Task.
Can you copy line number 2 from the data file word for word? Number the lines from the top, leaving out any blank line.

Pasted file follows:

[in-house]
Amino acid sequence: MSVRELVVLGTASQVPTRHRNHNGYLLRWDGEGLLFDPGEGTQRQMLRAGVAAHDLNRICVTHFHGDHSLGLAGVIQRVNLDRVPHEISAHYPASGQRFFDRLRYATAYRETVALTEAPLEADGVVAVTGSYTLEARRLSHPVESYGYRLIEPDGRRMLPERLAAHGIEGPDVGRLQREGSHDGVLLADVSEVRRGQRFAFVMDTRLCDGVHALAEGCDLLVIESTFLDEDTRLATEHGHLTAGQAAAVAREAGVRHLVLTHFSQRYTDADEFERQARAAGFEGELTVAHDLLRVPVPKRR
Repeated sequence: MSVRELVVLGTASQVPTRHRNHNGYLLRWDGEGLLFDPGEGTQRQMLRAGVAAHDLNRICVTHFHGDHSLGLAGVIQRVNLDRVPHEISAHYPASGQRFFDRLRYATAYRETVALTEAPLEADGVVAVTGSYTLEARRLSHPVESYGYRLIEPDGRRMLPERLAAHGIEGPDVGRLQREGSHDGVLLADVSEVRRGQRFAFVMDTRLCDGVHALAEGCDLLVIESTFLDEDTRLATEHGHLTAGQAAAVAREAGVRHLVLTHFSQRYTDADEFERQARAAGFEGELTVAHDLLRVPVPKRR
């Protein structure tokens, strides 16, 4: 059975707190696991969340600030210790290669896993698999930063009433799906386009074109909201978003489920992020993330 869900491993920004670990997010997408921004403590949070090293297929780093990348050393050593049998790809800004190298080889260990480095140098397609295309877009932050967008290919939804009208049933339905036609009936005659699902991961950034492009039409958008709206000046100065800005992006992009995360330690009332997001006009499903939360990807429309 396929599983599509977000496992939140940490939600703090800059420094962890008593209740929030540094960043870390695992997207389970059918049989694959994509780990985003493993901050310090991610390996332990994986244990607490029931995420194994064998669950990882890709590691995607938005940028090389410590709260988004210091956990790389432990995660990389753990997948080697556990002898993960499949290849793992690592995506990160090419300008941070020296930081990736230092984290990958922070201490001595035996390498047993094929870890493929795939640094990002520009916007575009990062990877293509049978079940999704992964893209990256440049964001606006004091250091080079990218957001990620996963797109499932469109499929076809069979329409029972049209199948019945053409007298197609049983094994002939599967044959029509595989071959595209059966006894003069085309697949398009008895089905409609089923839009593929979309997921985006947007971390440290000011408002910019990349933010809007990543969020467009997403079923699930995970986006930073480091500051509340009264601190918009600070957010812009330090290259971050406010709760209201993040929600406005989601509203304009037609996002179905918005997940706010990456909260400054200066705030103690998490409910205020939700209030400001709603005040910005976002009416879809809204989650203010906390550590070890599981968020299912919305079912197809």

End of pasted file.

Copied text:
Amino acid sequence: MSVRELVVLGTASQVPTRHRNHNGYLLRWDGEGLLFDPGEGTQRQMLRAGVAAHDLNRICVTHFHGDHSLGLAGVIQRVNLDRVPHEISAHYPASGQRFFDRLRYATAYRETVALTEAPLEADGVVAVTGSYTLEARRLSHPVESYGYRLIEPDGRRMLPERLAAHGIEGPDVGRLQREGSHDGVLLADVSEVRRGQRFAFVMDTRLCDGVHALAEGCDLLVIESTFLDEDTRLATEHGHLTAGQAAAVAREAGVRHLVLTHFSQRYTDADEFERQARAAGFEGELTVAHDLLRVPVPKRR